Creative Teams Miss The Mark Again: Kroger And Kraft Latest Victims
Updated: Jan 25
The 3rd century Greek phrase, “Beauty is in the eye of the beholder” is more relevant now than ever. In searching for that ‘brand beauty,’ many brand teams entrust the brand strategy to their creative team with hopes that they will uphold the vision and integrity of the brand through the creative process. This doesn’t always work. The challenge many brands face however, as the ‘beholders,’ is creative teams can really miss the mark.
I love the Kroger brand. Based on the hit my bank account takes due to my too frequent trips to their friendly aisles, I may love them a little too much.
But, man, did they get sold a bill of goods when they agreed to use Flo Rida feat. T-Pains’ “Low” as the music bed for their new spots.
The meaning of this 2008 hit is very clear. Sadly, the brand team didn’t push back on the blatant objectification of women.
“She hit da floor, next time you know, shawty got low, low, low, low, low, low, low, low.”
Thankfully lines such as, “so sexual, she was flexible, professional, drinkin’ X and O”, “work the pole, I got the bank roll, I’ma say that I prefer them no clothes, I’m into that, I love women exposed” and “sorry but I had to fold her, like a pornography poster” weren’t used.
You get the point. However, if you’re not sure, “Shawty” is a stripper and a ‘pro’ who was ‘worth the money’ and was ‘fly just like my glock.’
The animation was flawless, the idea of low prices is spot-on and timely, but the choice of music just doesn’t support the brand values.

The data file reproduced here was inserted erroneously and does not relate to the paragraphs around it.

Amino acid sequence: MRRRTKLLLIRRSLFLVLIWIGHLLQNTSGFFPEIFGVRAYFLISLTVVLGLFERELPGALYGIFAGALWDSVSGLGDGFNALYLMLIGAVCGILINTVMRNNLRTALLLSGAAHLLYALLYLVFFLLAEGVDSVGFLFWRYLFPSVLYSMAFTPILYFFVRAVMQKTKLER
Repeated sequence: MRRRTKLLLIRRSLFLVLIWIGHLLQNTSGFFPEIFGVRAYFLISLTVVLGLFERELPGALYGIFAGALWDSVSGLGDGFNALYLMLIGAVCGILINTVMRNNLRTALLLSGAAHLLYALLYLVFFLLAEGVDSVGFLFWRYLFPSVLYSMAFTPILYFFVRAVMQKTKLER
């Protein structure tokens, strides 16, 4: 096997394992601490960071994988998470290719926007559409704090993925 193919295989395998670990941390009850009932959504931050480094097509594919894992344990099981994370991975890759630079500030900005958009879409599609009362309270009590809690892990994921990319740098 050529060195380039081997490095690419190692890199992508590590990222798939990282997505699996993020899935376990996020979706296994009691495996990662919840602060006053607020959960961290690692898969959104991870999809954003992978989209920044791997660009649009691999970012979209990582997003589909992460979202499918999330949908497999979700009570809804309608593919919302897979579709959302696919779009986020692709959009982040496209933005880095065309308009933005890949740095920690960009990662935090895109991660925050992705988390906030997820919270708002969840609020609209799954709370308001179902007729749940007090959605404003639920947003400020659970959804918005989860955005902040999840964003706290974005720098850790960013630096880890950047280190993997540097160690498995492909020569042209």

While the hook of the song is instantly recognizable, the lyrics and meaning of the song are so disconnected from the essence of this pristine and powerful brand.
Kraft Asks Customers For Noods
Sometimes brands don’t recognize how quickly brand positioning can get away from them when they try to get edgy with creative execution.
This week, this trainwreck of a campaign which put Kraft’s Mac and Cheese in the center of cancel culture. In it, the iconic brand encouraged people to “send noods” (not the picture kind, the noodle kind) to those they care about “in these strange times.” Yeah, Kraft thought it would be appropriate to play the sympathetic brand while also sharing a not-so-subtle raunchy message.
Adapting or Alienating?
All brands are feeling the pressure to adapt.
It’s no surprise that Kroger wants to stand out and attract a younger and more urban demographic to their stores. But their current effort runs the risk of alienating the majority of their customer base.
Of the 35 states Kroger serves, 21 are located in the New Heartland.
But why select Flo Rida and T-Pain to speak for your decidedly New Heartland brand?
“So whether we manufacture, market, stock, check, deliver, or manage, we all try to make their [the customers’] experience as uplifting as possible. We’ve always been about value, convenience, and making customers’ lives simpler.”
Almost exactly a year ago, Kroger unveiled its brand refresh. VP of marketing at Kroger, Mandy Rassi, said today’s cluttered marketing climate was the impetus behind the brand’s decision to rebrand. She said the brand needed to stand for something.
Surely the meaning of “Low” was not it.
In this case, the beauty was in the eye of the wrong beholder.